This course will focus on American history from its colonial foundations to the Civil War and Reconstruction. It provides students with knowledge and understanding of the major political, social, and economic movements, as well as leading historical figures in American history up to 1877.
Notes: This course is an approved Survey Course in United States History for teacher certification in Connecticut. This course duplicates the CLEP exam and/or a course in U.S. History 1.
Student Learning Outcomes (SLOs)
Upon completion of this course, the student will be able to:
- Describe pre-Colombian societies and the clash of cultures between the Native-Americans and Europeans.
- Trace the evolution of the English settlements from “transplantations” to “middle grounds.”
- Examine the society and culture of Provincial America.
- Analyze the causes of the tension between the colonies and Great Britain prior to American Revolution.
- Describe how and why the thirteen colonies won the Revolutionary War and what problems faced the newly independent republic.
- Discuss the making of the US Constitution and the political battle between federalists and anti-federalists.
- Describe the political, economic, and social characteristics of America during the Jeffersonian Era.
- Explain the conflict between sectionalism and nationalism and the nature of economic growth during this period.
- Examine the political, economic, and social characteristics of America during the Jacksonian Era.
- Analyze the causes and impact of American economic growth in the 1830s and 1840s.
- Describe the economic and social characteristics of the “Old South.”
- Examine the various antebellum reform movements.
- Define the idea of “Manifest Destiny” and its impact on Americans; explain how the issue of slavery increased sectional tensions and reshaped the American political party system.
- Analyze how and why the North won the Civil War.
- Describe the goals of Reconstruction and evaluate how well they were met.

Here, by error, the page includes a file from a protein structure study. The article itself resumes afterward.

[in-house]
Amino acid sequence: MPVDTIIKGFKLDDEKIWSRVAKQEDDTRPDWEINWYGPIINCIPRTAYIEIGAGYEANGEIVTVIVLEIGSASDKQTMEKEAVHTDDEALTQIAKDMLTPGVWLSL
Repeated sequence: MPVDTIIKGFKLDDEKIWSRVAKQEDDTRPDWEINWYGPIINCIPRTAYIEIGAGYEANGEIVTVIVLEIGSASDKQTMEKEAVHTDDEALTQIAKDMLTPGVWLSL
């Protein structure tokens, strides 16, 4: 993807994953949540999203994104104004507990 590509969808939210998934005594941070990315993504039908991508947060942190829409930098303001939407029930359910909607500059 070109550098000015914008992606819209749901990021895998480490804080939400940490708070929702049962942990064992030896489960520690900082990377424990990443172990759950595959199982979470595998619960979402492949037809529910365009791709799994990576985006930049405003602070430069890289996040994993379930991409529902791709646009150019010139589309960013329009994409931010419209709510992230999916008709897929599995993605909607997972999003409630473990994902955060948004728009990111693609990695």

General Education Outcomes (GEOs)
Course Activities and Grading
Discussions (Weeks 1-15)
Quizzes (Weeks 1-15)
Final Exam (Week 15)
Available through Charter Oak's online bookstore
- Brinkley, Alan. American History: Survey, Volume I. 15th ed. McGraw-Hill Publishing, 2015. ISBN-13: 978-0-07-777683-1 (Looseleaf Edition)
Readings and Exercises
Topic: The Collision of Cultures
Topic: Transportations & Borderlands
Topic: Society & Culture in Provincial America
Topic: The Empire in Transition
Topic: The American Revolution
Topic: The Constitution & the New Republic
Topic: The Jeffersonian Era
Topic: American Nationalism
Topic: Jacksonian America
Topic: America’s Economic Revolution
Topic: Cotton, Slavery, & the Old South
Topic: Antebellum Culture & Reform
Topic: The Impending Crisis
Topic: The Civil War
COSC Accessibility Statement
Charter Oak State College encourages students with disabilities, including non-visible disabilities such as chronic diseases, learning disabilities, head injury, attention deficit/hyperactive disorder, or psychiatric disabilities, to discuss appropriate accommodations with the Office of Accessibility Services at OAS@charteroak.edu.
COSC Policies, Course Policies, Academic Support Services and Resources
Students are responsible for knowing all Charter Oak State College (COSC) institutional policies, course-specific policies, procedures, and available academic support services and resources. Please see COSC Policies for COSC institutional policies, and see also specific policies related to this course. See COSC Resources for information regarding available academic support services and resources.